"[I] went to heaven, and came straight back to hell," says one Cambodian American in the documentary Resident Aliens.
Imagine having your entire life flipped upside-down, and everything you've ever known— your family and your friends—being taken away from you.
Sadly, some people don't have to imagine this—for them, it is reality. Under the United States' Antiterrorism and Effective Death Penalty Act, this is happening to non-citizens of the United States who have committed felonies. The government doesn't care if you have children or if you sincerely wish to turn over a new leaf; people are simply deported to the country that they originated from, no questions asked.
For Cambodians, this matter is even worse. Many came to America as children to escape the genocide that killed off 20% of Cambodia's people, but are being forced to leave from a place they know as home and sent back to the violent hell that they've escaped from. "Our own people don't want us here," notes a male deportee in the documentary.
Cambodian Americans are being deported to a country almost completely foreign to them, a country they only know through their parents, experiencing culture shock, and being forced to rebuild their lives with almost nothing. "I'm separated from my family, and I'll probably never, ever see them again," a female Cambodian American reflects in Resident Aliens, knowing what she's experiencing is real.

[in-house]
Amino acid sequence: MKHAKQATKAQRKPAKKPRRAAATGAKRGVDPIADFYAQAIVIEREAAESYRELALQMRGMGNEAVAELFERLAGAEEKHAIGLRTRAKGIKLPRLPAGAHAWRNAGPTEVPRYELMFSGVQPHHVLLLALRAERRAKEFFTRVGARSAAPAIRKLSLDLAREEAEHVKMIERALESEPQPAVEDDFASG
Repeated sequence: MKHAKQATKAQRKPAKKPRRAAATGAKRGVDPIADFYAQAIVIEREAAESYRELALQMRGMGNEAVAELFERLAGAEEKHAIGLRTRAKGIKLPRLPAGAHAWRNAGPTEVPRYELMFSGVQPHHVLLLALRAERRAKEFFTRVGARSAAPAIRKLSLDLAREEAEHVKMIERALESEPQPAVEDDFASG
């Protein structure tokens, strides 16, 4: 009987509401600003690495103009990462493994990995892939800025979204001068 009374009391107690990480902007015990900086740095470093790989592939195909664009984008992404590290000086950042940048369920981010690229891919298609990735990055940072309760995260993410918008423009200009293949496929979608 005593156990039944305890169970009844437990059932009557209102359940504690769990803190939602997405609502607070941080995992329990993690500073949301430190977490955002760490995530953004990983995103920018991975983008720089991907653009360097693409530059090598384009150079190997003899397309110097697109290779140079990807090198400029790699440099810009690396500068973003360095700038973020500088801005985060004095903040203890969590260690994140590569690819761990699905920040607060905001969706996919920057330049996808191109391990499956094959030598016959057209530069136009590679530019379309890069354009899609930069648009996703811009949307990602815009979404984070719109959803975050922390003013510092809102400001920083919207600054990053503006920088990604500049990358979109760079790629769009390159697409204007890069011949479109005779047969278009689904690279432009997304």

Resident Aliens brings awareness to this major flaw of the United States' government policy. "Their entire lives have become more like jail sentences, says Ross Tuttle, the producer of the documentary.
Resident Aliens brings hope that families can be reunited and that others will not have to go through the same experience that 200 deportees have already gone through.